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What Does It Have To Do With You?

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These are three Haitian individuals in the aftermath of the earthquake--more than one generation of Haiti looking at the camera. They may look fine and safe but we cannot know the loved ones they have lost, the pain they are experiencing.  In my last blog regarding Haiti, the early estimates of fatalities were at 50,000.  Now estimates are anywhere from 100,000 to 200,000.  And how will Haitians ever know what happened to their loved ones?  No one is recording numbers, taking names.  The dead are being carted off in bulldozers.  Cemeteries cannot hold all the dead. Many are being cremated. It is difficult for me to imagine my partner, mother and father, mother-in-law, my sister, daughter, nephew, my friends carted off in bulldozers.  But I try.  I feel I must try to imagine this kind of deep anguish in order to have just a faint semblance of understanding--what these individuals are suffering, enduring.  People are dying from broken arms, from simple cuts that can be healed quickly with antibiotics.  But antibiotics aren't getting there fast enough.  

Last night George Clooney organized a telethon which was broadcast from London, New York City, and Los Angeles.  Actors read testimonies, singers sang.  Sting sang, "How can you say that you're not responsible?  What does it have to do with me?"  ("Driven to Tears"). In my classroom, I often hear "What does it have to do with me?" regarding issues in history or current events.  I try to bring my students into a globally-linked framework of thinking.  It's so difficult when we are so far away both geographically and mentally. I am hoping that now with texting, Facebook, blogging, skyping, etc.--people will feel more linked, closer, neighborly, connected.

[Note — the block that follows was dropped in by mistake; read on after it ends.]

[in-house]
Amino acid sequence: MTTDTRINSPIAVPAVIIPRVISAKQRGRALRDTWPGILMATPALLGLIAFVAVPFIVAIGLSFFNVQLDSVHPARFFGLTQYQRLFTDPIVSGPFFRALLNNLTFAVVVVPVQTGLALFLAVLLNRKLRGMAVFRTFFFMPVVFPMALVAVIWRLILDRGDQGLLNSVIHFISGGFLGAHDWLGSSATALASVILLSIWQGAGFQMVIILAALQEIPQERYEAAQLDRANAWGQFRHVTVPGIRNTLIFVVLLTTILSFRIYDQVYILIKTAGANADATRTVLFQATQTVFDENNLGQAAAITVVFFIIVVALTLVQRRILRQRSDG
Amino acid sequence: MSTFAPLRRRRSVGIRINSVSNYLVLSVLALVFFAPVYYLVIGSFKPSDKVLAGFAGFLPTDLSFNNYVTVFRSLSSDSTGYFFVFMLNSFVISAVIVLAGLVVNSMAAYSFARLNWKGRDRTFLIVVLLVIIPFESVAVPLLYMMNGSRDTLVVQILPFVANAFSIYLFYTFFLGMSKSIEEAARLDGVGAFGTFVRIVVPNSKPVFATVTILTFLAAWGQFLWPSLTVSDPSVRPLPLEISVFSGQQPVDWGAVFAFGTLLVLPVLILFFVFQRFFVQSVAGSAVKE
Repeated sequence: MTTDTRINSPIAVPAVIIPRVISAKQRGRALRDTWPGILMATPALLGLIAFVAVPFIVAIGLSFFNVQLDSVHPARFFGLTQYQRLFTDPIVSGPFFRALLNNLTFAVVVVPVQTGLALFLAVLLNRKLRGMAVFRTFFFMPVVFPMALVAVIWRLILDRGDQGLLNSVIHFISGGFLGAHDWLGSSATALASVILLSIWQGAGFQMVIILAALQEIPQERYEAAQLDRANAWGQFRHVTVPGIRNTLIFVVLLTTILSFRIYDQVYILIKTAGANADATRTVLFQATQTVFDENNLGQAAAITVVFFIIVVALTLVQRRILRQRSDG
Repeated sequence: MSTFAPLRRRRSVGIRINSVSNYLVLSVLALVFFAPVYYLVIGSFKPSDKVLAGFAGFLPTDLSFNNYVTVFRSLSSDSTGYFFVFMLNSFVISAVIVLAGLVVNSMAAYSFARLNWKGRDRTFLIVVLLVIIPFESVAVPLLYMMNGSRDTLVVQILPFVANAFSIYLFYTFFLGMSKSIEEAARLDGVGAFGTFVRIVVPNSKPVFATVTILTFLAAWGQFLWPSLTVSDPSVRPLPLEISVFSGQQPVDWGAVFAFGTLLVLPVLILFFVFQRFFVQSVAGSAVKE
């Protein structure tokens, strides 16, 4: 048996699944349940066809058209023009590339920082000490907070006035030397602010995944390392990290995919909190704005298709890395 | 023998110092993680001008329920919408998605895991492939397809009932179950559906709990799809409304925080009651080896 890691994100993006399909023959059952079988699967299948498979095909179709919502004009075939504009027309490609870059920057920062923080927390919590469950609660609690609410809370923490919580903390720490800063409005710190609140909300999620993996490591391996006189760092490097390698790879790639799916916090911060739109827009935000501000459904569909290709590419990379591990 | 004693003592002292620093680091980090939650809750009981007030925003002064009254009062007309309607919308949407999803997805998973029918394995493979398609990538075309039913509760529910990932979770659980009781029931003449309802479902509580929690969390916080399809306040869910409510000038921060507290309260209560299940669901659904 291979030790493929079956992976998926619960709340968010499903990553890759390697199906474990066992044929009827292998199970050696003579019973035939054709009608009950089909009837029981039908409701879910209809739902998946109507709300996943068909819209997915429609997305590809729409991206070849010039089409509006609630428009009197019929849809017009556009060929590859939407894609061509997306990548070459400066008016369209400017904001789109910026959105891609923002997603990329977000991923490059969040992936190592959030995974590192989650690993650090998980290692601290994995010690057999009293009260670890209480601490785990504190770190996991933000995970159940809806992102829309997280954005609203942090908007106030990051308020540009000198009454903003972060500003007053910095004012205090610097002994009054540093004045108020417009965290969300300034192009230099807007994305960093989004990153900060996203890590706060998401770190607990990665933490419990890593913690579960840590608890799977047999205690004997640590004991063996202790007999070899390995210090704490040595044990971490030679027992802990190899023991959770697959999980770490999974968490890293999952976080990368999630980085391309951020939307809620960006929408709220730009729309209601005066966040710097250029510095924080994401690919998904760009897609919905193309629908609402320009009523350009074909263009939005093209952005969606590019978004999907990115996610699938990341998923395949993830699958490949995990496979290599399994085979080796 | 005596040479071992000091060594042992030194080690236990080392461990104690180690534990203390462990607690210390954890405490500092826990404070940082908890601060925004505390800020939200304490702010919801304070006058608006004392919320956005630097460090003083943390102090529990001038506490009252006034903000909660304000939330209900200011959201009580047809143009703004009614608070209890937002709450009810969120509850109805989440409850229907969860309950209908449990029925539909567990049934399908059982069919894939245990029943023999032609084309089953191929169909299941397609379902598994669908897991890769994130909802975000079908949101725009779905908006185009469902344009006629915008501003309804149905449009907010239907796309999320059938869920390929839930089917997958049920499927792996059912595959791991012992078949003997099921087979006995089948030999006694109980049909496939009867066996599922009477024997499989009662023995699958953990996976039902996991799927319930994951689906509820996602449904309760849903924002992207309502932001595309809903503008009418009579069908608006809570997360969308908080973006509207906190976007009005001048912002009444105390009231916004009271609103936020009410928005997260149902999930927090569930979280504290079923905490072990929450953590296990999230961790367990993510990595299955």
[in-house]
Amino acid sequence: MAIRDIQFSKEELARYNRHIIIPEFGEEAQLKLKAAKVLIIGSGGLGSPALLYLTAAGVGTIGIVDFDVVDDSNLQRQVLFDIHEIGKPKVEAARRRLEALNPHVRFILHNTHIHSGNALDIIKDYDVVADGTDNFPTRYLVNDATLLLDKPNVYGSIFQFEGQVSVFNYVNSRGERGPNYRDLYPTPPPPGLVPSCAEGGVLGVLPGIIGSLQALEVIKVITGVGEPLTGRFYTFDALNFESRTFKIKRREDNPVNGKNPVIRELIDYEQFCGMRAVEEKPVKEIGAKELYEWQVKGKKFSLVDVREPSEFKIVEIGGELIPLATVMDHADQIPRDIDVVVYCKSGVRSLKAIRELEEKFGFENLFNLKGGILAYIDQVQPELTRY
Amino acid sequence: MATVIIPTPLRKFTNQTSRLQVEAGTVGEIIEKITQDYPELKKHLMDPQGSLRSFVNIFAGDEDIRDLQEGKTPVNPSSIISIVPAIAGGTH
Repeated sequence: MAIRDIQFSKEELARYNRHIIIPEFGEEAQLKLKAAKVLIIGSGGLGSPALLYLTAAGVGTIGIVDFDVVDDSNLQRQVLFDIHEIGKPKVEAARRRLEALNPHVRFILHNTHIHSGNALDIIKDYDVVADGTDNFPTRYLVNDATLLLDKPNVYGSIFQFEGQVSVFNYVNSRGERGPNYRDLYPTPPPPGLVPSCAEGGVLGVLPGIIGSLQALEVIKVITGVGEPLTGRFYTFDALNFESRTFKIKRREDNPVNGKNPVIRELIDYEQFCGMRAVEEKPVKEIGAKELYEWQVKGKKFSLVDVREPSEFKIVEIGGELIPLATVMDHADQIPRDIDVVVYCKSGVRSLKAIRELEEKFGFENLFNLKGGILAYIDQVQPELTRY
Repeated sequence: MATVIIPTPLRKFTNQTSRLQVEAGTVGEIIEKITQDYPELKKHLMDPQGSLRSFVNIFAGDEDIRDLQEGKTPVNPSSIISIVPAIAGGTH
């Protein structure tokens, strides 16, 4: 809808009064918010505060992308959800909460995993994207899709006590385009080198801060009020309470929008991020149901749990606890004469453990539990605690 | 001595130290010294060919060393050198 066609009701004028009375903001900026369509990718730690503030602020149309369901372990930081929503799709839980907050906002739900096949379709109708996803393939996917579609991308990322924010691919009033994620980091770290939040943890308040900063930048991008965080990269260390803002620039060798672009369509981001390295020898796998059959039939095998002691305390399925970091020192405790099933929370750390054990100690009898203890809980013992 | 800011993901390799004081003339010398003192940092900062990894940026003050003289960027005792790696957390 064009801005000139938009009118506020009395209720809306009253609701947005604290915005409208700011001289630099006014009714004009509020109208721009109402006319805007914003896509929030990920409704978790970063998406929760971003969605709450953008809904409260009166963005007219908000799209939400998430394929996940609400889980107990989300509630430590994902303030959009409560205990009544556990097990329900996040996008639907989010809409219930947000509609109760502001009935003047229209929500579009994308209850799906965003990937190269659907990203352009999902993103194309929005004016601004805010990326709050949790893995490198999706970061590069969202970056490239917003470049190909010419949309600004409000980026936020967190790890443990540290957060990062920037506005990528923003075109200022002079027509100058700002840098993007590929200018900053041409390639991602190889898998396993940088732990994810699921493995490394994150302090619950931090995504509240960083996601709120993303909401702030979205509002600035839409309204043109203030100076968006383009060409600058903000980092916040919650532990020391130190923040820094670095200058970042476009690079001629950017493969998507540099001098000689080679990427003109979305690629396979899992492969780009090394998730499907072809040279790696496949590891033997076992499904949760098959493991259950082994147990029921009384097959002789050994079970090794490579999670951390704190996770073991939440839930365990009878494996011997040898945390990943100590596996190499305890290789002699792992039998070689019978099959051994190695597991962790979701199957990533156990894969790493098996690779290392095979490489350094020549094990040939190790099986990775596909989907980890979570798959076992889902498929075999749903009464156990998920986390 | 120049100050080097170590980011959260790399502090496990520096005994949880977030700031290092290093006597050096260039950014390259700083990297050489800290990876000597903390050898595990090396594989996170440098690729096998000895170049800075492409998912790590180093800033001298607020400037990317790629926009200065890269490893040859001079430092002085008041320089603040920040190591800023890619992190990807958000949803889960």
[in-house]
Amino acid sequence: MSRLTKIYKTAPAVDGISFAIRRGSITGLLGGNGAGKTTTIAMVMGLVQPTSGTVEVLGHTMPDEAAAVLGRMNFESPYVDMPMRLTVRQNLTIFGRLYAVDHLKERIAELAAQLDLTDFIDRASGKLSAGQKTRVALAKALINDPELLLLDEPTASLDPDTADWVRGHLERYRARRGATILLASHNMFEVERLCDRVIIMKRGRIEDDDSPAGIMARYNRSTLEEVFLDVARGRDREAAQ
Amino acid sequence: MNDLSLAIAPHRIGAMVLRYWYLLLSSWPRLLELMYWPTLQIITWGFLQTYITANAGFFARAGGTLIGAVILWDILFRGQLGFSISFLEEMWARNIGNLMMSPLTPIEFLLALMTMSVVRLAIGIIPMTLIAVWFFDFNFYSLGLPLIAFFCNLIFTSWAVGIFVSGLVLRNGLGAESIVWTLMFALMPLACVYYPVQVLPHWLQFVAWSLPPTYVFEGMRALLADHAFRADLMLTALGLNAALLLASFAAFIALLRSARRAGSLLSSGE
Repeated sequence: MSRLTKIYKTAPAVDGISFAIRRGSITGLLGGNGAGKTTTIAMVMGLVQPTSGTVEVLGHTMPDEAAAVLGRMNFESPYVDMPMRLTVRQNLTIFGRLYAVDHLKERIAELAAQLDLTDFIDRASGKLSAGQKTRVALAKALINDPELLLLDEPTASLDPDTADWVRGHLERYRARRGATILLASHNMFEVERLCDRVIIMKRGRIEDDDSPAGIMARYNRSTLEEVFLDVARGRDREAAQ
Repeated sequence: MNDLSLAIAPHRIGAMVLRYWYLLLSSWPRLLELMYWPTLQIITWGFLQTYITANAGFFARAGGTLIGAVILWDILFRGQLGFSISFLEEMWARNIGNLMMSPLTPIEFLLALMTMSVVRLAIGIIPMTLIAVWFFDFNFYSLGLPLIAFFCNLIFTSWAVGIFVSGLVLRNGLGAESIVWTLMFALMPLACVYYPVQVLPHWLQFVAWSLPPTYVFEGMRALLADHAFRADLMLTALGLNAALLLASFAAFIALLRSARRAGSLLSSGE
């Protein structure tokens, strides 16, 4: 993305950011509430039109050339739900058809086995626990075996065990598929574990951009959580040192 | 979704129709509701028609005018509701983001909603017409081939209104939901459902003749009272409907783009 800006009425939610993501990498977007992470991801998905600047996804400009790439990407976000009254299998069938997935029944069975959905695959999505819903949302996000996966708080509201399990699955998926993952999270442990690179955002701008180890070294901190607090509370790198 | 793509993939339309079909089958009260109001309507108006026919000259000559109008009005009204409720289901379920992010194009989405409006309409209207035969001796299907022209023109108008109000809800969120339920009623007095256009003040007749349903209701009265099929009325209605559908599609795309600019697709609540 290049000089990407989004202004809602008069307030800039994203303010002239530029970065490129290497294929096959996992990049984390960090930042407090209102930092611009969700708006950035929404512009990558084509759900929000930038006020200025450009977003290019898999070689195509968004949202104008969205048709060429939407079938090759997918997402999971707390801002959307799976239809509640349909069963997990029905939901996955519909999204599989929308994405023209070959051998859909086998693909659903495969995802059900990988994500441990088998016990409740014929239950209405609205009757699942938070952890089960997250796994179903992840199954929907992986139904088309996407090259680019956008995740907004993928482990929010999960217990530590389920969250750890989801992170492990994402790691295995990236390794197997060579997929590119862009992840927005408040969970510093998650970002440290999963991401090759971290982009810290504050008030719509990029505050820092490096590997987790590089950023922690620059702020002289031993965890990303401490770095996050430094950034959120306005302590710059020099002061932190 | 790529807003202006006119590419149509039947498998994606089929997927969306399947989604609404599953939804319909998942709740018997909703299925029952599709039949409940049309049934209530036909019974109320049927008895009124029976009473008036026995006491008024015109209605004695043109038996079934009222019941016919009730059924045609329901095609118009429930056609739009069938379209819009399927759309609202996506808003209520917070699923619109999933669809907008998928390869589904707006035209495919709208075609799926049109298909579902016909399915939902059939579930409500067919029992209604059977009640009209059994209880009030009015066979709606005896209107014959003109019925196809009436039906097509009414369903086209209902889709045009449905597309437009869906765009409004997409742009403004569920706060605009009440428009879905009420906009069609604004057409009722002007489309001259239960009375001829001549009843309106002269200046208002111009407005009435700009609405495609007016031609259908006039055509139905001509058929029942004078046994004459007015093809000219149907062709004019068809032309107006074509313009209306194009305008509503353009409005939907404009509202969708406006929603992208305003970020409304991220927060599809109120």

Partners in Health and many other medical organizations are awaiting your help:


I post Partners in Health because of their longstanding connection and presence in Haiti.  Below is a picture of one of their medical doctors inside their makeshift medic tent.  Just $5, $10, $25 will contribute in the effort to help them construct many more medical areas and will also help these medical personnel have access to medicines and supplies their patients sorely need.  

In his song, "Driven to Tears," Sting sings:  "My comfortable existence is reduced to a shallow meaningless party/ Seems that when some innocent die/ All we can offer them is a page in some magazine/ Too many cameras and not enough food . . . What's to become of our world/ who knows what to do."  I think many people have thankfully responded and for those of us who cannot get out to Haiti, supporting Partners in Health and other organizations is the answer.  


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